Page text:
Sidney Rigdon, JS, et al., Petition Draft (“To the Publick”), circa 1838–1839

  • Source Note
  • Historical Introduction
Page 9[a]
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until it could not be born any any longer,  and the saints openly declared, that it should  cease; for they would suffer it no longer. No  person should come into the streets of “[”]  as they had been accustomed to do, and  there threaten the peeple with mobs. This  had the desired effect, it ceased, and no  persons ventured to so do so any more. But  the before mentioned counties, keep kept up  a continual threatning, at home, whenever  they saw any of the people of .
This order of things, countinued  without any violence untill the election,  which took place in <the> August follo this was  1838. The saints had been in , from the August of ’36, making  two years. Threatnings were making that  they should not vote at the election. Not  only was it threatned that they should not  vote in , but there were  insinuations thrown out that there would  be a mob in to prevent  the people there from voting. There were  no great fears however entertained, that any  attempt of the kind would be made. The  election at last came on, and the saints an  went to discharge, what they considered, not  only a high duty but priveledge, but a duty  also. One of the candidates for representative  in , was by the name of , [p. 9[a]]
until it could not be born any longer, and the saints openly declared, that it should cease; for they would suffer it no longer. No person should come into the streets of “[”] as they had been accustomed to do, and there threaten the peeple with mobs. This had the desired effect, it ceased, and no persons ventured to do so any more. But the before mentioned counties, kept up a continual threatning, at home, whenever they saw any of the people of .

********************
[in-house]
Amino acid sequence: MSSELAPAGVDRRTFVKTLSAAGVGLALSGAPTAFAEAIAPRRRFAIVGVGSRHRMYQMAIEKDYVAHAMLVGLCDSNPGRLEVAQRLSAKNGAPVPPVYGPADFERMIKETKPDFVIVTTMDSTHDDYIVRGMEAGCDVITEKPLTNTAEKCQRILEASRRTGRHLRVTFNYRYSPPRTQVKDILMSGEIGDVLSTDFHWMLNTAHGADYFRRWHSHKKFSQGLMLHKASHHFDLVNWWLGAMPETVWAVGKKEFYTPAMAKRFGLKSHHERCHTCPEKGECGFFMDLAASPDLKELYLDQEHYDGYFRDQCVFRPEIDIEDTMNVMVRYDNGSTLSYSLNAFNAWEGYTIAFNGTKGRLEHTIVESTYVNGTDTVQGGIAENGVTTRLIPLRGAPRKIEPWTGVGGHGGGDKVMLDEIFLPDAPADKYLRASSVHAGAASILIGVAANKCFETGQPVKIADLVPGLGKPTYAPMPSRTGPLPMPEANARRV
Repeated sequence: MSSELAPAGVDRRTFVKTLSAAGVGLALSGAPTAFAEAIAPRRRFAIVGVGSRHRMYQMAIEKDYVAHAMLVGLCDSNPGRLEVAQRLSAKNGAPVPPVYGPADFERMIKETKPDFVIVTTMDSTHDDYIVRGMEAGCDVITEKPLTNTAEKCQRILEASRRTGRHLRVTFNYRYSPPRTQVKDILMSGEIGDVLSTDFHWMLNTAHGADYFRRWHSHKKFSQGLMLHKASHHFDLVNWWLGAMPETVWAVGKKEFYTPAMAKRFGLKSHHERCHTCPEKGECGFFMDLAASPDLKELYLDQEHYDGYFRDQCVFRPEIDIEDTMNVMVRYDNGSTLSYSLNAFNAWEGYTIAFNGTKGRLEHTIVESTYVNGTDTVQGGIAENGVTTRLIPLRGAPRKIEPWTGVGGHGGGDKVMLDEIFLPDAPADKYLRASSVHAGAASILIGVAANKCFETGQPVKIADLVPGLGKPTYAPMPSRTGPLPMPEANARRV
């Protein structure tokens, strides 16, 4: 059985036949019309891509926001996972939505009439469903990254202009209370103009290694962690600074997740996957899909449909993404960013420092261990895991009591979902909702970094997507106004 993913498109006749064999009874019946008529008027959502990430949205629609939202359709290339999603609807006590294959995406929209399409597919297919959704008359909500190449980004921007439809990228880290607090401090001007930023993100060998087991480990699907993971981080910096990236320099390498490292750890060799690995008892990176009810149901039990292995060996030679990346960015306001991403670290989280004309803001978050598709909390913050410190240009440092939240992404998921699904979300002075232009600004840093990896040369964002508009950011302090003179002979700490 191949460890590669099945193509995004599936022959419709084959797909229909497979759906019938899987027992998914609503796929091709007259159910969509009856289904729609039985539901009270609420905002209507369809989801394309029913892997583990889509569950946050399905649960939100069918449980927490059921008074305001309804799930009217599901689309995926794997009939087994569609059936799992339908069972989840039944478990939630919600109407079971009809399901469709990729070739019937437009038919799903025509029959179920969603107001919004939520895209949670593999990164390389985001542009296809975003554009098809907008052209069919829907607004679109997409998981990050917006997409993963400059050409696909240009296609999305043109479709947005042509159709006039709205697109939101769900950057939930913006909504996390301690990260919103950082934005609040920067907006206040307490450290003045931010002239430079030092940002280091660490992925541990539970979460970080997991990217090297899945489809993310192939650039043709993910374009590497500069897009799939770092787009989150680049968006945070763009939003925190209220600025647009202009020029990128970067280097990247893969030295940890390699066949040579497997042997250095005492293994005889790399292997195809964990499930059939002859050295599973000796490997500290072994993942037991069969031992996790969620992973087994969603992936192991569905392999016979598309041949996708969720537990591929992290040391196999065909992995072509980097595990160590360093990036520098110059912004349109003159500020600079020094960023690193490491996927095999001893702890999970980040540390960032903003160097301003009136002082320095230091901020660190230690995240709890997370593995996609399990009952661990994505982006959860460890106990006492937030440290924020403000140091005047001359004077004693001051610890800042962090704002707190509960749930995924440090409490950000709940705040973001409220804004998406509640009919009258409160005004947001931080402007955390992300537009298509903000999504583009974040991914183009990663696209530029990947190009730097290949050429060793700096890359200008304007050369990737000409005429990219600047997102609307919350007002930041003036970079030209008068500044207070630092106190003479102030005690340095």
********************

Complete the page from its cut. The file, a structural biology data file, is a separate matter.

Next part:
This order of things, countinued without any violence untill the election, which took place in August this was 1838. The saints had been in , from the August of ’36, making two years. Threatnings were making that they should not vote at the election. Not only was it threatned that they should not vote in , but there were insinuations thrown out that there would be a mob in to prevent the people there from voting. There were no great fears however entertained, that any attempt of the kind would be made. The election at last came on, and the saints went to discharge, what they considered, not only a priveledge, but a duty also. One of the candidates for representative in , was by the name of , [p. 9[a]]
Page 9[a]